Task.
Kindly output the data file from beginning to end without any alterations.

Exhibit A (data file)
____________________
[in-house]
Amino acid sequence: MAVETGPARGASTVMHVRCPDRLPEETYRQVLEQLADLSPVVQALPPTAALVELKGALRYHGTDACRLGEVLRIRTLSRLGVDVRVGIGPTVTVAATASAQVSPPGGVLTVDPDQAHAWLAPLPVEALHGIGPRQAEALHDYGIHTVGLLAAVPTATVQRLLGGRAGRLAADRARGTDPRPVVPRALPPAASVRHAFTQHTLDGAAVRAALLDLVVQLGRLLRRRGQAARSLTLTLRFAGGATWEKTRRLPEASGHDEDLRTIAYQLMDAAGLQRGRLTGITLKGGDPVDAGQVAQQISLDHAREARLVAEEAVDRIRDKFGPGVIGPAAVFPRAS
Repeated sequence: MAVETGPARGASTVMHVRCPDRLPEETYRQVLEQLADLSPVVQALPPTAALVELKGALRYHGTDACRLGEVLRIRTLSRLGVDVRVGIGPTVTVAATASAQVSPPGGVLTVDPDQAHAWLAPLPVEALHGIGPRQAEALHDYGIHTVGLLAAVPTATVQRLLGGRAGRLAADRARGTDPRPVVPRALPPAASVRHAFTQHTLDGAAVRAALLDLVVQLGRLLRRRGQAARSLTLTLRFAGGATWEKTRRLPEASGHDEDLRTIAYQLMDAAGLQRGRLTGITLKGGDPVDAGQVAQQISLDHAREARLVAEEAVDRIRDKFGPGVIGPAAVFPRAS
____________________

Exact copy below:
[in-house]
Amino acid sequence: MAVETGPARGASTVMHVRCPDRLPEETYRQVLEQLADLSPVVQALPPTAALVELKGALRYHGTDACRLGEVLRIRTLSRLGVDVRVGIGPTVTVAATASAQVSPPGGVLTVDPDQAHAWLAPLPVEALHGIGPRQAEALHDYGIHTVGLLAAVPTATVQRLLGGRAGRLAADRARGTDPRPVVPRALPPAASVRHAFTQHTLDGAAVRAALLDLVVQLGRLLRRRGQAARSLTLTLRFAGGATWEKTRRLPEASGHDEDLRTIAYQLMDAAGLQRGRLTGITLKGGDPVDAGQVAQQISLDHAREARLVAEEAVDRIRDKFGPGVIGPAAVFPRAS
Repeated sequence: MAVETGPARGASTVMHVRCPDRLPEETYRQVLEQLADLSPVVQALPPTAALVELKGALRYHGTDACRLGEVLRIRTLSRLGVDVRVGIGPTVTVAATASAQVSPPGGVLTVDPDQAHAWLAPLPVEALHGIGPRQAEALHDYGIHTVGLLAAVPTATVQRLLGGRAGRLAADRARGTDPRPVVPRALPPAASVRHAFTQHTLDGAAVRAALLDLVVQLGRLLRRRGQAARSLTLTLRFAGGATWEKTRRLPEASGHDEDLRTIAYQLMDAAGLQRGRLTGITLKGGDPVDAGQVAQQISLDHAREARLVAEEAVDRIRDKFGPGVIGPAAVFPRAS